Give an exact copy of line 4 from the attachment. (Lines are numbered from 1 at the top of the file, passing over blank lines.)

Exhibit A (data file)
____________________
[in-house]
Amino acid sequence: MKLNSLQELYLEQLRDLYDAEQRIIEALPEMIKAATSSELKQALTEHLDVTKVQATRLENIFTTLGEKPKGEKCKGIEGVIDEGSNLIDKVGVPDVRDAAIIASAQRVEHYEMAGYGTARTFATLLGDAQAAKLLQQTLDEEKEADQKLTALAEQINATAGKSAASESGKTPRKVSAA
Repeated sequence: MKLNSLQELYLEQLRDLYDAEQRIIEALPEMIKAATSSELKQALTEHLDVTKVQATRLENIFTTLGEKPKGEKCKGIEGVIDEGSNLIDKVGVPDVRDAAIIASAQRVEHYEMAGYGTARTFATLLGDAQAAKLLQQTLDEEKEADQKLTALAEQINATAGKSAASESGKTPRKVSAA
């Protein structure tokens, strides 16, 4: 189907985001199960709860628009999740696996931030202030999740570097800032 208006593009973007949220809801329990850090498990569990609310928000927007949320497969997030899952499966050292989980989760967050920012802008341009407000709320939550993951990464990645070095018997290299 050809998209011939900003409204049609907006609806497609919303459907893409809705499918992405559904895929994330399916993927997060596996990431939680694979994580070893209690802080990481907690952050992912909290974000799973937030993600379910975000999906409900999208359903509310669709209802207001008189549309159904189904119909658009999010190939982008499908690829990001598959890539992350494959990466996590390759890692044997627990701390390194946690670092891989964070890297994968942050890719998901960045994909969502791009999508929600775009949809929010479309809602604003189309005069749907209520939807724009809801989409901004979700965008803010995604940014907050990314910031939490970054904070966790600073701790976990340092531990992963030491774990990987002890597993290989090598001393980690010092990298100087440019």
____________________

């Protein structure tokens, strides 16, 4: 189907985001199960709860628009999740696996931030202030999740570097800032 208006593009973007949220809801329990850090498990569990609310928000927007949320497969997030899952499966050292989980989760967050920012802008341009407000709320939550993951990464990645070095018997290299 050809998209011939900003409204049609907006609806497609919303459907893409809705499918992405559904895929994330399916993927997060596996990431939680694979994580070893209690802080990481907690952050992912909290974000799973937030993600379910975000999906409900999208359903509310669709209802207001008189549309159904189904119909658009999010190939982008499908690829990001598959890539992350494959990466996590390759890692044997627990701390390194946690670092891989964070890297994968942050890719998901960045994909969502791009999508929600775009949809929010479309809602604003189309005069749907209520939807724009809801989409901004979700965008803010995604940014907050990314910031939490970054904070966790600073701790976990340092531990992963030491774990990987002890597993290989090598001393980690010092990298100087440019």